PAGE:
The 1965 Shelby Mustang GT350 helped Ford gain racing pedigree and solidified the Mustang’s legacy. To illustrate why it’s so important to America’s automotive culture, and how to spot a genuine specimen of its kind, Colin Comer of Hagerty puts a stunning example under the microscope.
The brains behind the ’65 Mustang Shelby GT350 is the fabled Carrol Shelby. Then vice-president and general manager Lee Iacocca entrusted him with beefing up the Mustang range and giving it guts so that it could win races and establish a performance image. Shelby tweaked the Mustang by improving the chassis to SCCA standards and created a production-legal two-seater sports car, the GT350, that was the first ever Shelby Mustang.
This motoring icon has already hit six figures, ranging from between $487,000–$587,000 in 2021. The original GT350 didn’t have the classic Le Mans stripes and featured plain steel wheels with no hubcaps. These cars were only available in white and didn’t have air conditioning or a radio.
The interior, on the other hand, differs from the normal Mustang because it lacks back seats. It also features a gauge pod, wood-rimmed aluminum steering wheel, horn button, and ray brown seatbelts, which are unique to the GT350 and are becoming increasingly scarce and expensive.
The renowned 289 cubic inch K-code solid lifter camshaft V8 engine with aluminum dual-plane intake, 715 Holley carburetor, and tri-Y headers is housed under the hood. The Shelby GT350′s aluminum Borg Warner T10 close-ratio gearbox is both delicate and unique, and it sits behind the K-code engine.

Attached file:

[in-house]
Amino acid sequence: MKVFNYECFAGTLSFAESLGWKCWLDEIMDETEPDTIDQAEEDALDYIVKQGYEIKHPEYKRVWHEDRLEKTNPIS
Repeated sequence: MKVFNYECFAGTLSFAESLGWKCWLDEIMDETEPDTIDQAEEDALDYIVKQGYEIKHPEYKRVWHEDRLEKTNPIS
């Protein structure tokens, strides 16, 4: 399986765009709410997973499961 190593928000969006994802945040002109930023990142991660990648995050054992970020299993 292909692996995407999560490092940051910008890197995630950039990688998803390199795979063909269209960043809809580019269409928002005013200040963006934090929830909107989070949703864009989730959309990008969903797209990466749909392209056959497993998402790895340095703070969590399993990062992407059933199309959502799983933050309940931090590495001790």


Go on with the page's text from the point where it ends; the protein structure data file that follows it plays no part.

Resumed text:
To determine if a car is a genuine GT350, look for the original Shelby VIN tag and the Ford serial number that can be found under the VIN tag. Every original Ford body part has identification marks and date codes. And, because the GT350 is a unibody car, it’s critical to have as many original parts as possible, while ensuring they haven’t been subject to the cancer of cars, aka rust.
The VIN tag, which is placed on the passenger side of the engine block, can be used to determine whether or not the engine is original. If the engine is not replaced, it should match the car’s chassis.
So, if you want to own a real 1965 Mustang Shelby GT350, you may use the methods outlined above to verify your car is authentic.